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On Correcting Others:

Q: If one of the brethren or one of the sick should sin, and I, desiring to correct him, tell him something with disturbance: should I later bow down to him (asking for forgiveness)? If it should happen that he leaves the infirmary being angry at me, what should I do? And in general, for what faults should one make a prostration (to the other)? For pride and self-justification darken the mind. And when one makes a prostration, vainglory again finds an occasion for itself.

A: Do nothing with disturbance, because evil does not give rise to good. But endure until your thought should become calm, and then speak in peace. And if the brother should listen to you – well and good; but if not, tell him: "Would you not like me to reveal this to the Abba, and we will do as he judges," and you will be at peace. But if he goes away angry, tell the Abba, and he will enlighten him: but make no bow to him (that is, do not beg forgiveness), for through this you will give him occasion to think that you are actually guilty before him, and he will arm himself against you even more. But from other people be careful to ask forgiveness, corresponding to the sin: as soon as you see that your sin is great, bow down; but when it is not great, say with your lips, with a feeling of heartfelt repentance: "Forgive me, brother."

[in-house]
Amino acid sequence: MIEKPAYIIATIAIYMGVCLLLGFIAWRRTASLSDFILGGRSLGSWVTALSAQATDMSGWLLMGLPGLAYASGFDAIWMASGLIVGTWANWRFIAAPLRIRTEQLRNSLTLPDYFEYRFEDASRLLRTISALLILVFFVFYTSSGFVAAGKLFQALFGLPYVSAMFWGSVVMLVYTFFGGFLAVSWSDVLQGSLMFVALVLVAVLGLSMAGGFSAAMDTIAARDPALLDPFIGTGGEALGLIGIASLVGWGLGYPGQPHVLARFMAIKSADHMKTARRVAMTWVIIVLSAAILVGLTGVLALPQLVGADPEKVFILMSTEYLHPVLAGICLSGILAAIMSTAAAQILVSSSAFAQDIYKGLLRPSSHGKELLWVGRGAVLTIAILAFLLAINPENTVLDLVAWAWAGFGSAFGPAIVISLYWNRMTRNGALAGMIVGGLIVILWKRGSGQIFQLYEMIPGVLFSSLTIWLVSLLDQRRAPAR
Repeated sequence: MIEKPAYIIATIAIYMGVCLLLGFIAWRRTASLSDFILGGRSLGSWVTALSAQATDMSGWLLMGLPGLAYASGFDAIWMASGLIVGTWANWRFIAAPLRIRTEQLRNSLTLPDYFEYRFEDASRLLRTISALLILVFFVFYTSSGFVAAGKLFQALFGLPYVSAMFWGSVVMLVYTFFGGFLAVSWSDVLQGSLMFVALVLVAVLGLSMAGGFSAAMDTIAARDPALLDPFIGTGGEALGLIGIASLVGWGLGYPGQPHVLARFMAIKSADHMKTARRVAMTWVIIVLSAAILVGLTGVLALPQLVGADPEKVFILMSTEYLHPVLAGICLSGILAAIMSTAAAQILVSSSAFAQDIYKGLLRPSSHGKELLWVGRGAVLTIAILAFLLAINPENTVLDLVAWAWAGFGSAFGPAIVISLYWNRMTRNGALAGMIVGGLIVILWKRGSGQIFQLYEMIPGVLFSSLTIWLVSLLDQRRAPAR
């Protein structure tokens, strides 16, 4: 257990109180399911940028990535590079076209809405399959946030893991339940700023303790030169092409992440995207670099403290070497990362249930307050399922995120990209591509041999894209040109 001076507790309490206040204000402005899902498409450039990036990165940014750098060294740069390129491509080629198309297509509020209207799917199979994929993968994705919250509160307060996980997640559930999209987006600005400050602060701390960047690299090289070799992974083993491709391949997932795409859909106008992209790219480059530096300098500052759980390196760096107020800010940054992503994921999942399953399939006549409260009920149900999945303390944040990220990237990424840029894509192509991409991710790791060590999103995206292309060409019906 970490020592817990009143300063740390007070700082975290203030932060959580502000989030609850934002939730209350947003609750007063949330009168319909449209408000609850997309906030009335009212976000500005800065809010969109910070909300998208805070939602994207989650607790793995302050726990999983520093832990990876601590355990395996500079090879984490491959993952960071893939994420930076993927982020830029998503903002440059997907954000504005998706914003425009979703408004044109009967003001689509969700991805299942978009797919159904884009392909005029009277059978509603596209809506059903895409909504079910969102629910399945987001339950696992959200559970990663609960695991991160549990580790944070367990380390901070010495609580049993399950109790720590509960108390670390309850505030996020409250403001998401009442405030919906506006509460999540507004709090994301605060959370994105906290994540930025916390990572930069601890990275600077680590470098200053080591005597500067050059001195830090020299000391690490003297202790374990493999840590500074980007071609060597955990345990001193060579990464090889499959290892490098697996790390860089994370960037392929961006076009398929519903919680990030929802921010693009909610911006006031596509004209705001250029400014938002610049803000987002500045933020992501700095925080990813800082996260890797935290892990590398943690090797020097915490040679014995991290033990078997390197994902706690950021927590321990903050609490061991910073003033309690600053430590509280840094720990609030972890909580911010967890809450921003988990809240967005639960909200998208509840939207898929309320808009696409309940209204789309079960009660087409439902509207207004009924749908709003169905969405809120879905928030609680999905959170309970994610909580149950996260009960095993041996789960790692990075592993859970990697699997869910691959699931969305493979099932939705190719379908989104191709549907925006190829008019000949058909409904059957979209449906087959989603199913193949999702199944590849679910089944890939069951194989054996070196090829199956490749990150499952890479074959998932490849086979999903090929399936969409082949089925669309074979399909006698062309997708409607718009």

Beware of pride and self-justification, for they hinder repentance; and it also happens that a man gives a bow out of vainglory. Despite these three passions (pride, self-justification, and vainglory); where necessary, make a bow with humility, fear of God, and understanding. According to your strength, strive to remain in these virtues, and God will help you, by the prayers of the Saints.

"Saints Barsanuphius and John: Guidance Toward Spiritual Life," trans. by Fr. Seraphim Rose, (Platina, California: St. Herman of Alaska Brotherhood, 1990)